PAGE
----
Montana Medical Marijuana Patients Urge AG To Delay New Restrictions Until After Election

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Montana legalized medical cannabis in 2004, but a 2011 bill essentially rolled back the program to a shell of what it once was. Medical marijuana supporters tried to battle the legislation in court but the Montana Supreme Court ruled against the medical marijuana advocates. Medical marijuana patients petitioned the Montana Attorney General this week to delay implementation of the new restrictions until voters get a chance to decide on I-182. Below is a press release about it from the campaign:

Medical marijuana patients made a plea to Attorney General Tim Fox to delay new restrictions that will leave more than 12,000 patients without access to their medicine, delivering a “Stand with Bob Ream” petition signed by more than 1,000 Montanans.

“You never leave a fellow Marine behind, but that’s exactly what we’re doing if we allow these new restrictions to go into effect,” said Tayln Lang, a U.S. Marine Corps Veteran and medical marijuana patient.

Restrictions contained in SB 423, a bill passed by the Montana Legislature in 2011, are set to go into effect on August 31 following an April decision by the Montana Supreme Court. In July, former State Representative Bob Ream sent a letter to the Attorney General urging him to support delayed enforcement of the restrictions, which include limiting medical marijuana providers to just three patients. Bob Ream was recently diagnosed with pancreatic cancer and is using medical marijuana to help him sleep.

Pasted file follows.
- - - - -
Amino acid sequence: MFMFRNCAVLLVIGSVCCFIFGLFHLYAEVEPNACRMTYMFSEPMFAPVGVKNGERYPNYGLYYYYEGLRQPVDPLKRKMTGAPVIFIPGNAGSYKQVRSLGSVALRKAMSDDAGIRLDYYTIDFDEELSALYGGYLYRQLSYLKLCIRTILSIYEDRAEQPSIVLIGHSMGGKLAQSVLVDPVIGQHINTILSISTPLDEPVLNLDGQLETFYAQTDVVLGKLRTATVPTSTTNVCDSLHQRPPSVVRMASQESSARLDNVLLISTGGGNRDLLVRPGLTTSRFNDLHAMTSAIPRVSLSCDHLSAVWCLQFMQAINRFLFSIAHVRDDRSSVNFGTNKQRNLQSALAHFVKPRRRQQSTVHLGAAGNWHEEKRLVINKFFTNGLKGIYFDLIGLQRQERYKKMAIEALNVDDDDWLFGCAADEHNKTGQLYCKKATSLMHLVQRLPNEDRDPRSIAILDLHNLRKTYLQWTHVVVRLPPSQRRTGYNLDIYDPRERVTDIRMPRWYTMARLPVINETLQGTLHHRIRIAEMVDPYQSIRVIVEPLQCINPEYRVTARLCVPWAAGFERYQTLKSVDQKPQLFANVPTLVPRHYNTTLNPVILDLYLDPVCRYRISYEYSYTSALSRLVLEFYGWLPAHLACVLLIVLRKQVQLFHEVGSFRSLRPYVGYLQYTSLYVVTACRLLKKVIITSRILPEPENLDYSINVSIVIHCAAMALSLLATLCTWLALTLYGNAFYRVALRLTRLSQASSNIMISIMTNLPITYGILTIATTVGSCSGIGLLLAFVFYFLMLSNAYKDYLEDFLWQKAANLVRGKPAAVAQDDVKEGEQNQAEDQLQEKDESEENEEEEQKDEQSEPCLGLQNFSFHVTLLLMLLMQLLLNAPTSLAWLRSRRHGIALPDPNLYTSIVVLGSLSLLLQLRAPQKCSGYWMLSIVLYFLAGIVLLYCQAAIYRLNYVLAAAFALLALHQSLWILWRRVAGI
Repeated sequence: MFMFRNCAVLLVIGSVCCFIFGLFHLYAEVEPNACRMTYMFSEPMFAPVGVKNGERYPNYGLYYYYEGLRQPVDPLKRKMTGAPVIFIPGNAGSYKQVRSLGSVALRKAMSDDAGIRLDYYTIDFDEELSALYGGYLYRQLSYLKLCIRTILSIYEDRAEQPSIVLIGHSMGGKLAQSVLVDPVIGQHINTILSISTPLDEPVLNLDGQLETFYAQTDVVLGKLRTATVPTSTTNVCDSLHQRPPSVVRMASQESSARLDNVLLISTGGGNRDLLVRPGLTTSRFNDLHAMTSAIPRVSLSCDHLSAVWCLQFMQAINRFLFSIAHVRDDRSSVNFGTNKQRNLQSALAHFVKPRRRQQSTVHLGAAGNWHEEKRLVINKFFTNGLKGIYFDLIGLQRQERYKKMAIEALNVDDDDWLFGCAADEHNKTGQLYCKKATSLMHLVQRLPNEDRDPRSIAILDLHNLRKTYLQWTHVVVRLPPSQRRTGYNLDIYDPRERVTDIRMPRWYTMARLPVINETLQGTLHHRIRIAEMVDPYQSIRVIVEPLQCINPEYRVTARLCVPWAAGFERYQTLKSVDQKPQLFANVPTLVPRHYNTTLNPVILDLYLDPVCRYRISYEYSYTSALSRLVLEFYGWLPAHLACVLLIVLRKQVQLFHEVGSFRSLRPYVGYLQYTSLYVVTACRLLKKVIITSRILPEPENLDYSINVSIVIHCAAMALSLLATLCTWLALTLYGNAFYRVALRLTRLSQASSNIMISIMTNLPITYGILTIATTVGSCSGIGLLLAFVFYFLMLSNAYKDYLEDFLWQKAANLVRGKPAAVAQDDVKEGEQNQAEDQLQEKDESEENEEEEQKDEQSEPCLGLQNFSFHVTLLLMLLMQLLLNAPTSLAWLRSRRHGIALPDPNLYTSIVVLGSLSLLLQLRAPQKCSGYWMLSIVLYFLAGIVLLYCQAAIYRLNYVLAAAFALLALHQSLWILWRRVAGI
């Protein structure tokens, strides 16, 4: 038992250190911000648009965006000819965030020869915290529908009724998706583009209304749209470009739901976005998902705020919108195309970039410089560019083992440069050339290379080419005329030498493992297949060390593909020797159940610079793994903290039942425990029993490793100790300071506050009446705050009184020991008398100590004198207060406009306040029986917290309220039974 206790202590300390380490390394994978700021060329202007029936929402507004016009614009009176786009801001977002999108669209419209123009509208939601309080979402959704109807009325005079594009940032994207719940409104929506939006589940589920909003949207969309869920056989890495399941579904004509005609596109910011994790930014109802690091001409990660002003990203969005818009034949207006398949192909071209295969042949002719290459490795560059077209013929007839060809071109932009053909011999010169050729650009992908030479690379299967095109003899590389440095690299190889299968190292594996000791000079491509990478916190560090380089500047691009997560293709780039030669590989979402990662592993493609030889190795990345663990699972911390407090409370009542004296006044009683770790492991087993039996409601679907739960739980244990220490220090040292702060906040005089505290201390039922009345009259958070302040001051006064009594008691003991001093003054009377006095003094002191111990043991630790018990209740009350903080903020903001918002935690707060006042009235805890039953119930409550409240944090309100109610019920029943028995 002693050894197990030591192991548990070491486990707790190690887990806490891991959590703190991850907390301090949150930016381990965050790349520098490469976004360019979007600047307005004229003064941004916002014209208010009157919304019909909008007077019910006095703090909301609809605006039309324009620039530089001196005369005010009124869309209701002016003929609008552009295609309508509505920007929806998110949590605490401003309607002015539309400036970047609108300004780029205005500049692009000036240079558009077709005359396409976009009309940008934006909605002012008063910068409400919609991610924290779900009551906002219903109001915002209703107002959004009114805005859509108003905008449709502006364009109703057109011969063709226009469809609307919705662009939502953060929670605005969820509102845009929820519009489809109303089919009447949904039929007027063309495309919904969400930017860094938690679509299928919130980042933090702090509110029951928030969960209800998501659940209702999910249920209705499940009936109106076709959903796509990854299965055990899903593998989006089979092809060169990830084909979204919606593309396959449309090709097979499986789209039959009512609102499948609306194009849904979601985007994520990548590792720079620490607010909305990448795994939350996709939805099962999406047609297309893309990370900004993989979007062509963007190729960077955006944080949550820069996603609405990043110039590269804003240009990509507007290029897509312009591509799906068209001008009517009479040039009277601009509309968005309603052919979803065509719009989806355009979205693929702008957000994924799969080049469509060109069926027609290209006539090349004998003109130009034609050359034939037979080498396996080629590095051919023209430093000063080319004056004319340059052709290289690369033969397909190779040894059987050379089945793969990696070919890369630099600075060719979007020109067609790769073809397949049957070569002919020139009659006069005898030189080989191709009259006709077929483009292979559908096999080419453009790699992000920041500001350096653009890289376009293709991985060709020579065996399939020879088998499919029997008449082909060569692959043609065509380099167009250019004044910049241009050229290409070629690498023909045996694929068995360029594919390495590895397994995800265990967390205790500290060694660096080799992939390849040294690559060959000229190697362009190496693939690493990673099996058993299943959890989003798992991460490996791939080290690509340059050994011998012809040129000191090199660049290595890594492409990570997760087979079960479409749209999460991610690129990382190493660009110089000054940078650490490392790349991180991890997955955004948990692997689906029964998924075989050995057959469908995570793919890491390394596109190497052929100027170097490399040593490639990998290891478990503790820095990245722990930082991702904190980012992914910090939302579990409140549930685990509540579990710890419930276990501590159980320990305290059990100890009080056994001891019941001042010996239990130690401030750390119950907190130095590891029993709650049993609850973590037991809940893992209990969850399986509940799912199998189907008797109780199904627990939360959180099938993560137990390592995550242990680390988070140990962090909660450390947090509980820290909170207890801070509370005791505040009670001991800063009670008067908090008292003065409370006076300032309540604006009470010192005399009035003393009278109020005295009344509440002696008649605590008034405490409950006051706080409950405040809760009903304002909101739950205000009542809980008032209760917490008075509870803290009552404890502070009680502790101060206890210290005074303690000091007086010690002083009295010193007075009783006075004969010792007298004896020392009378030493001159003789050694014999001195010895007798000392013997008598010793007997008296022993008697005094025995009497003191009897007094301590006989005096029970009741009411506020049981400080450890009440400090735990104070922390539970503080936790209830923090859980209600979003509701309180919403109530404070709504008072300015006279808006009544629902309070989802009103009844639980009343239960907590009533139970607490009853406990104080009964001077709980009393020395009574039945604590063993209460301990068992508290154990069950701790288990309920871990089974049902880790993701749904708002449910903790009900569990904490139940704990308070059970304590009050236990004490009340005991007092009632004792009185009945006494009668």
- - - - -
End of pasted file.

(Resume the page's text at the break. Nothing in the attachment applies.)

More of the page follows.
“I refuse to leave Bob, or any other Montana medical marijuana patient, behind,” said Lang. “We are here to deliver signatures of Montanans that know patients deserve access to their medicine until we can once again vote on this issue in November.”

Patients will go without safe and legal access to their medicine starting next week due to the implementation of SB 423. For many patients, the thought of being without their medicine is frightening and unthinkable.

“I was 16 years old when I became a registered medical marijuana card holder and was the first in the state under the age of 18,” said Katie Wetch, a Billings woman suffering from Arnold Chiari Malformation and Ehlers-Danlos Syndrome.

Wetch has undergone multiple surgeries and now lives with two rods that attach to her skull to lift her head off of her brain stem. She lives with pain every day that she treats with medical marijuana rather than opiate pain killers.

“Medical marijuana is the only medicine that eases the pain I suffer from my ailments. I fight every day to be without pain and cannot imagine what will happen on August 31 if my medicine is taken away,” said Wetch.

Lang and Wetch were joined by David Lewis in delivering the “Stand with Bob” petition to the Attorney General. Lewis is Vietnam War veteran who suffers from chronic pain, depression and anxiety from his service in Vietnam.

“Patients already suffer from the many illnesses and diseases that made us patients in the first place, and now, when SB 423 goes into effect, we will suffer more,” said Lewis. “We need and deserve access to our medicine. It’s just not right.”

I-182, which will appear on the November ballot, would restore patients’ access to medical marijuana by eliminating the three patient limit. It also puts in place new accountability measures, requiring all providers, growers and testing labs to be licensed and requiring unannounced yearly inspections of those facilities.

Johnny Green
About Johnny Green 741 Articles
Johnny Green is a cannabis activist from Oregon. Johnny has a bachelor's degree in public policy, and believes that the message should always be more important than the messenger. #LegalizeIt #FreeThePlant